Campaign group Reclaim These Streets (RTS) have reacted cautiously to Chief Constable Serena Kennedy’s statement on tackling violence against women and girls.

The group were responding after Chief Constable Kennedy outlined Merseyside police force’s commitment to work alongside other agencies to protect women and girls from violence and create a safer, more respectful society.

Reclaim these streets #Reclaimthesestreets are a group of campaigners who began organising a vigil for Sarah Everard, and all women lost to violence.

Credit: Wikimedia Commons- Creator: Sam Walton

Jamie Klingler, who co-founded Reclaim These Streets, supports Chief Constable Kennedy’s zero tolerance approach towards violence against women.

However, she believes more should be done within the police to protect women and girls.

She argues that the only way for women to feel safe is by invoking a structural and cultural change of our society.

“Ensuring it actually tackles misogyny and doesn’t brush it under the carpet. The Prime Minister dismissing misogyny and refusing to make it a hate crime illustrates that tackling violence against women and girls is not a priority of this Government,” she said.

She believes that to protect women and girls, boys should be educated on these issues.

“We need to address misogyny from the early years, starting with respect and consent classes in schools.

“That’s why Reclaim These streets has partnered with ShoutOutUK, which has a fantastic record of helping young people grapple with many of these important and contentious issues.

“This engages boys and girls in a conversation about consent and respect from a young age.

“We must help the next generations of boys and men be feminists who champion women’s right to walk unmolested and un-harassed in all public spaces.”

She added: “No one should be able to become a member of our police force, if they have a record of sexual assault or misconduct. The police are the people tasked with keeping us safe, the people we go to when we need to report a crime or disclose personal information.

“If an officer already in the force has been accused of domestic violence, harassment, assault, or any kind of violence against women must be immediately suspended until a thorough and independent investigation has taken place.”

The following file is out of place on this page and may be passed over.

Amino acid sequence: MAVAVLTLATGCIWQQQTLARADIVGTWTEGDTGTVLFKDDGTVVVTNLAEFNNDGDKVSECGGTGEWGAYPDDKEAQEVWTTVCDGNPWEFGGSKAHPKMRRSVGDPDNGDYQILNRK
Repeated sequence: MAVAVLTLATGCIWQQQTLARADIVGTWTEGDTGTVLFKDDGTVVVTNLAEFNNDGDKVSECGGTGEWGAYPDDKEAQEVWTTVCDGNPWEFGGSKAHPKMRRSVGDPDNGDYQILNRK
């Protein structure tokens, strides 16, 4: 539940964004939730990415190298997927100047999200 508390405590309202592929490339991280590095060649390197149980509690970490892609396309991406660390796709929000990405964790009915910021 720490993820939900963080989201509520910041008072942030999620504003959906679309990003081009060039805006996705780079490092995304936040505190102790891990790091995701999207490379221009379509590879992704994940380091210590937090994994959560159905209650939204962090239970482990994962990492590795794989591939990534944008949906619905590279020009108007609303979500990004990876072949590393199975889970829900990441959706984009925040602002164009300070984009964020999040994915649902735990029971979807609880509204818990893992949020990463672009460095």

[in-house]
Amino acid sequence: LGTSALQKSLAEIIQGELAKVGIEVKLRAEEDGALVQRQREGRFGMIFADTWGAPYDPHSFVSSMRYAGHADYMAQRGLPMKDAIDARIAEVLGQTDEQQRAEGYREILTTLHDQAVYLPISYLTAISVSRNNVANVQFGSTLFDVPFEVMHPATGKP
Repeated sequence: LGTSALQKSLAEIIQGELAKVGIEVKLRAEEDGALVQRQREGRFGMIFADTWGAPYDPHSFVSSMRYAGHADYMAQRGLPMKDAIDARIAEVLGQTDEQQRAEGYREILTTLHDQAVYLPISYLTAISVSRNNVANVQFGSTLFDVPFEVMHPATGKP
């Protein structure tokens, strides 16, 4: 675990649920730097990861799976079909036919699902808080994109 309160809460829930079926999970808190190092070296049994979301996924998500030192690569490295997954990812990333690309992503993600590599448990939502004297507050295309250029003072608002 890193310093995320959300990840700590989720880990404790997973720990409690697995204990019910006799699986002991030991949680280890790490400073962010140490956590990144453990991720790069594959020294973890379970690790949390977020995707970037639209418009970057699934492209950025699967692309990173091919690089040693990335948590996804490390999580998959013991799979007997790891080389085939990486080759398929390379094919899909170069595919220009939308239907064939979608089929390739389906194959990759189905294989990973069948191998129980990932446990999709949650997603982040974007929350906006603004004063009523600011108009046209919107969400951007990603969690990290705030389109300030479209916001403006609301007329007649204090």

In March this year, Sarah Everard was murdered. Following the arrest and sentencing of former police officer Wayne Couzens for her murder, the police force has been under scrutiny.

Her death highlighted the issue of violence against women and girls, which has resonated across the country.

In a statement on her Twitter account, the Chief Constable has pledged to continue taking a “zero tolerance” approach towards any member of Merseyside Police who seeks to abuse their position for sexual gain.

And she has issued advice to the general public about how to verify the identity of a police officer and the validity of any arrest or stop-check:

  • Police officers will always carry identification and will know that people are entitled to ask them to show it to them to verify who they are.
  • Plain clothes officers and detectives (who do not wear a uniform) very rarely work alone but if they do, they will still carry identification.
  • All police officers are expected by their force to be clear in telling any member of the public they are interacting with: who they are, what they are doing, and for what policing purpose.
  • People can legitimately ask for an officer’s collar number and should be given it.
  • You can ask to speak to the officer’s control room to verify them over their radio or by calling 101.

She adds that the murder of Sarah Everard has impacted her as a police officer, woman and mother: “The murder of Sarah Everard by a serving police officer has rocked policing nationally.”

“I will not tolerate those officers and staff who abuse their position for sexual gain, and I recognise the huge impact it has on the people we serve and on public trust and confidence.”

“The despicable actions of Wayne Couzens have sickened and angered me as a police officer, as a woman and as a mum to two teenage daughters.”

Serena Kennedy, only one of nine women chief constables in the UK, assured the people of Liverpool that action will be taken to ensure safety across the city and said: “We need a robust public health approach in relation to violence and intimidation against women and girls.

“And we will be working closely with the five local authorities; the health service; Crown Prosecution Service; Probation; the courts and third sector organisations on a regional strategy that can help us to make our communities safer.”

Kennedy has urged the people of Liverpool to challenge sexist actions and behaviours.

“I want the streets where women walk, the homes where they live, the workplaces where they earn a living, and the places where they socialise to be safe, respectful and equal.

“For years, women have had to ‘put up’ with unwanted sexual touching, sexist comments and gestures, and this needs to stop.

“It is the responsibility of us all to challenge these behaviours wherever we see them.”



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